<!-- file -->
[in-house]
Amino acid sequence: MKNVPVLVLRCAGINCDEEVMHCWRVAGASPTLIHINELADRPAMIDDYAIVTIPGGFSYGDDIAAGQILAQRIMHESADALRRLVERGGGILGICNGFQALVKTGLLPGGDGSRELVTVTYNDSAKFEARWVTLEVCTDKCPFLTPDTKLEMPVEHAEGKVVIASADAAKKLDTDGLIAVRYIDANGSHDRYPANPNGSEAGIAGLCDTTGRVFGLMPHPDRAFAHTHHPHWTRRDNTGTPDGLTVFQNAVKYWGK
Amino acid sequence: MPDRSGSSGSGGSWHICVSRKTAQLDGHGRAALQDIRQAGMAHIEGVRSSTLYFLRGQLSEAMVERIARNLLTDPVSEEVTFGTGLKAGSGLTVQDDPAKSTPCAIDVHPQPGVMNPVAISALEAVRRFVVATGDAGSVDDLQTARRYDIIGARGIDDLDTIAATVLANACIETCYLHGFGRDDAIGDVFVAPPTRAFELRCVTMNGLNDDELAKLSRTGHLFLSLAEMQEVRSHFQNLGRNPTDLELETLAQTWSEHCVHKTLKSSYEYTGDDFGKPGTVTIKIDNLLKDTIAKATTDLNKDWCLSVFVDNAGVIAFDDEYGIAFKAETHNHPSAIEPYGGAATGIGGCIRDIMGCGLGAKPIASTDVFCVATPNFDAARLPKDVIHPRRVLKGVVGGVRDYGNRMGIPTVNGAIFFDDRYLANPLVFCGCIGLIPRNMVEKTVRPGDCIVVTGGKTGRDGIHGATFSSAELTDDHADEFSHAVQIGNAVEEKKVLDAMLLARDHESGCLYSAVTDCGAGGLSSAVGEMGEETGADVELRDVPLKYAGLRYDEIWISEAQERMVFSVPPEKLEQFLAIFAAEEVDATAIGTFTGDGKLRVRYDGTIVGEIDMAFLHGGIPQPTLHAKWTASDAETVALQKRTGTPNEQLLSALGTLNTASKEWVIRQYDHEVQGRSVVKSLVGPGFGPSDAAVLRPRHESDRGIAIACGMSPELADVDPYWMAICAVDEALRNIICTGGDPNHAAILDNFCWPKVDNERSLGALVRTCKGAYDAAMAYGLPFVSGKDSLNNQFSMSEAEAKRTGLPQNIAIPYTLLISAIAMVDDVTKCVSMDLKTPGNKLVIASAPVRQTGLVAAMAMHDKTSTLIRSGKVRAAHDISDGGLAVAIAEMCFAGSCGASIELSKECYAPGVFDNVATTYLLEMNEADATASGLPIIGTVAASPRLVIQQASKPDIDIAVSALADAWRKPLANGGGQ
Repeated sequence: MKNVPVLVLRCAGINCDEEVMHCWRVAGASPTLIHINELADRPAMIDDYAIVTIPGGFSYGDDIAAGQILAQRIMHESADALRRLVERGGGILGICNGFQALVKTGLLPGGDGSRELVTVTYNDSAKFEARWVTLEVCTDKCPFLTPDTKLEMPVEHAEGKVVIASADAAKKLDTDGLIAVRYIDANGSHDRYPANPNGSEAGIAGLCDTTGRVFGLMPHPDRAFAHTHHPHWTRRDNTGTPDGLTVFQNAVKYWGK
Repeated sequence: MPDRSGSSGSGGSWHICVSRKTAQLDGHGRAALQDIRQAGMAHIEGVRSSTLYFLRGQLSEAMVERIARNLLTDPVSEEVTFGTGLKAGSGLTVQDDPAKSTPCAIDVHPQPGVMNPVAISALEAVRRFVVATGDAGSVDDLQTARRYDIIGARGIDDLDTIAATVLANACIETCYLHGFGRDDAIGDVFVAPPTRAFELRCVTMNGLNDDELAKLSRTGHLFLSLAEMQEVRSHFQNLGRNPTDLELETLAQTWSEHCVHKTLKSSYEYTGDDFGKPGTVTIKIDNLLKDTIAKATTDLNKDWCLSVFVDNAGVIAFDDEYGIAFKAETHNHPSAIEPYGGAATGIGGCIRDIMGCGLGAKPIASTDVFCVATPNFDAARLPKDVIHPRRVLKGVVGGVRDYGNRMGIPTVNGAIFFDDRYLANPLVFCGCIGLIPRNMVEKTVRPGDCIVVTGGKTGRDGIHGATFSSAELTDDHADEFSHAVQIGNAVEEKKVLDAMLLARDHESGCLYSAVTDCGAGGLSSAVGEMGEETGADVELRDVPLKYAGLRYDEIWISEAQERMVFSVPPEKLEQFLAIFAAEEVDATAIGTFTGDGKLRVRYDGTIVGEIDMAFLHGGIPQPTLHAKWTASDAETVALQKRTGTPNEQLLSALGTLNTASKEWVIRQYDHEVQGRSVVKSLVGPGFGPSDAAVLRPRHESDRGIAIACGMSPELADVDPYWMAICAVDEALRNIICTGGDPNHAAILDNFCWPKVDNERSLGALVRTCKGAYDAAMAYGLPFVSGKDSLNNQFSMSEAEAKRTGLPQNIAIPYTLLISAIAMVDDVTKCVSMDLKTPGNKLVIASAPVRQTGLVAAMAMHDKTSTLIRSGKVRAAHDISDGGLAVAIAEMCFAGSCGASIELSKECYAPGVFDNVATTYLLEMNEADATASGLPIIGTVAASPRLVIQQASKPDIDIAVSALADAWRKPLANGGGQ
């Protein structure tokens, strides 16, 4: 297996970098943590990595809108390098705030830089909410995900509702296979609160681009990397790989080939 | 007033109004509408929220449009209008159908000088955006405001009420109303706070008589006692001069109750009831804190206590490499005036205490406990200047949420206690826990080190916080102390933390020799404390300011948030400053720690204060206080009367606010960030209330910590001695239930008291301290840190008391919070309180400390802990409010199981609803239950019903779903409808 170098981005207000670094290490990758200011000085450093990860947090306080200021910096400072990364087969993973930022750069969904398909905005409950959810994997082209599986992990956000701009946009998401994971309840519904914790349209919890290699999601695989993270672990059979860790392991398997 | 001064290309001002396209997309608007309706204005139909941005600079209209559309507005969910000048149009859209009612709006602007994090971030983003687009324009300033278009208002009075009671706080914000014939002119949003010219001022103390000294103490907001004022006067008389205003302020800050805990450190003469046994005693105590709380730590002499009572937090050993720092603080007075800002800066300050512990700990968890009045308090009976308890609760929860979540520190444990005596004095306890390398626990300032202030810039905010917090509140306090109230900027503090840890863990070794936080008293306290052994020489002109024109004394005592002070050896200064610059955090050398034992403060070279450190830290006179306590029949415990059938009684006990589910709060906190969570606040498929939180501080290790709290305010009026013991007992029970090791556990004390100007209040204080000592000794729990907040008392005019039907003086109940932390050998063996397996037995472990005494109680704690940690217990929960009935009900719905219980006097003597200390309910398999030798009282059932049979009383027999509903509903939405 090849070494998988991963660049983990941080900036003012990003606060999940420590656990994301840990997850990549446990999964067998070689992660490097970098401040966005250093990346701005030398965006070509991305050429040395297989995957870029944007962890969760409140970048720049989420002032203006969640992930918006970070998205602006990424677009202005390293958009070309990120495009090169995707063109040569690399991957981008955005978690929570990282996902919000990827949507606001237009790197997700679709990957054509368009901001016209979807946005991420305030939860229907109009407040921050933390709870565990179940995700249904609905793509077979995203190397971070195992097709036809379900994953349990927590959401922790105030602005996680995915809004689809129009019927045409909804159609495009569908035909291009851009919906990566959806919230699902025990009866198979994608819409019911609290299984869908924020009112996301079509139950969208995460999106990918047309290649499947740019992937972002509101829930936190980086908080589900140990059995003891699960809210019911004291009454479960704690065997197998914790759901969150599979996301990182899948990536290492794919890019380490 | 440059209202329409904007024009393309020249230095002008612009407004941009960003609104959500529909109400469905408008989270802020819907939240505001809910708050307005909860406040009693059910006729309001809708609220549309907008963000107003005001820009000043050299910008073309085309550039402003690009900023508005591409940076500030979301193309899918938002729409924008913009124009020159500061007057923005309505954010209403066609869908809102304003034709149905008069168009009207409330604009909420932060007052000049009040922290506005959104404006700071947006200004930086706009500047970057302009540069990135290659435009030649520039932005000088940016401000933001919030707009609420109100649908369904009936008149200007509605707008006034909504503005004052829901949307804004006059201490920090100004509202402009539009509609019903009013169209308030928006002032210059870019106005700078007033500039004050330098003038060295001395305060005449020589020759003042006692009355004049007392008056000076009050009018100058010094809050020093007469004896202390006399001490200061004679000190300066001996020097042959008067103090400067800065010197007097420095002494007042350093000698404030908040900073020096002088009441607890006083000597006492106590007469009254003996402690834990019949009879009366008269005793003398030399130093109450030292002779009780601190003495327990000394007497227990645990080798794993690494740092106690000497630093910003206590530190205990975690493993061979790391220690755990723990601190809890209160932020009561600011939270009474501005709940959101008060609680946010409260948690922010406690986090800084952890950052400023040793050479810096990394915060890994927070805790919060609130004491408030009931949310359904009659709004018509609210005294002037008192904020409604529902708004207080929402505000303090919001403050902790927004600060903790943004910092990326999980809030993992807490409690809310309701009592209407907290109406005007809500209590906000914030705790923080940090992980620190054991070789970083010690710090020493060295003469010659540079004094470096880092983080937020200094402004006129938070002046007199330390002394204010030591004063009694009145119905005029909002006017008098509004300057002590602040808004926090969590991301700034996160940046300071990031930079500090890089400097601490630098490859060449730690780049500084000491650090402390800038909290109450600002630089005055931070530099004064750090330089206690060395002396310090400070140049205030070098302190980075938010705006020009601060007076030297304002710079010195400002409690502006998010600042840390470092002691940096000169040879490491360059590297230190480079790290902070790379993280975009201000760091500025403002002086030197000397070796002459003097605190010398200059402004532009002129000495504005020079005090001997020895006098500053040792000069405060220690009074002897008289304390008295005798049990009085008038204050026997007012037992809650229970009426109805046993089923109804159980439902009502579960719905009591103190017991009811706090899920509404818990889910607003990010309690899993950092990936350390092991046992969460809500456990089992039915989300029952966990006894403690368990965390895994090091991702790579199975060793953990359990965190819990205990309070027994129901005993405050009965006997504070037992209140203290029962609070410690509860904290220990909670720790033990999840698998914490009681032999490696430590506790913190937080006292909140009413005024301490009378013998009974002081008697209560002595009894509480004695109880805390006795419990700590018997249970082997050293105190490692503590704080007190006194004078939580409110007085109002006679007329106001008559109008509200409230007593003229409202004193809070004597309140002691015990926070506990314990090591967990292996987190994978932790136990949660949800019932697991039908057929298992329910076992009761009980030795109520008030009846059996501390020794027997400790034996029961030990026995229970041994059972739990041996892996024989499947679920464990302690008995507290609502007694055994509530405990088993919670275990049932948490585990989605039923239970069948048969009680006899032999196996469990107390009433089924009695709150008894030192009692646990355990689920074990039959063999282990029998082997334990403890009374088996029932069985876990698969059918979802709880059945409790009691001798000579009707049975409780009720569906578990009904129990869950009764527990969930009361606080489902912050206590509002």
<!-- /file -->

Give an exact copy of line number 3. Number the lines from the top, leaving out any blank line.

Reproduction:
Amino acid sequence: MPDRSGSSGSGGSWHICVSRKTAQLDGHGRAALQDIRQAGMAHIEGVRSSTLYFLRGQLSEAMVERIARNLLTDPVSEEVTFGTGLKAGSGLTVQDDPAKSTPCAIDVHPQPGVMNPVAISALEAVRRFVVATGDAGSVDDLQTARRYDIIGARGIDDLDTIAATVLANACIETCYLHGFGRDDAIGDVFVAPPTRAFELRCVTMNGLNDDELAKLSRTGHLFLSLAEMQEVRSHFQNLGRNPTDLELETLAQTWSEHCVHKTLKSSYEYTGDDFGKPGTVTIKIDNLLKDTIAKATTDLNKDWCLSVFVDNAGVIAFDDEYGIAFKAETHNHPSAIEPYGGAATGIGGCIRDIMGCGLGAKPIASTDVFCVATPNFDAARLPKDVIHPRRVLKGVVGGVRDYGNRMGIPTVNGAIFFDDRYLANPLVFCGCIGLIPRNMVEKTVRPGDCIVVTGGKTGRDGIHGATFSSAELTDDHADEFSHAVQIGNAVEEKKVLDAMLLARDHESGCLYSAVTDCGAGGLSSAVGEMGEETGADVELRDVPLKYAGLRYDEIWISEAQERMVFSVPPEKLEQFLAIFAAEEVDATAIGTFTGDGKLRVRYDGTIVGEIDMAFLHGGIPQPTLHAKWTASDAETVALQKRTGTPNEQLLSALGTLNTASKEWVIRQYDHEVQGRSVVKSLVGPGFGPSDAAVLRPRHESDRGIAIACGMSPELADVDPYWMAICAVDEALRNIICTGGDPNHAAILDNFCWPKVDNERSLGALVRTCKGAYDAAMAYGLPFVSGKDSLNNQFSMSEAEAKRTGLPQNIAIPYTLLISAIAMVDDVTKCVSMDLKTPGNKLVIASAPVRQTGLVAAMAMHDKTSTLIRSGKVRAAHDISDGGLAVAIAEMCFAGSCGASIELSKECYAPGVFDNVATTYLLEMNEADATASGLPIIGTVAASPRLVIQQASKPDIDIAVSALADAWRKPLANGGGQ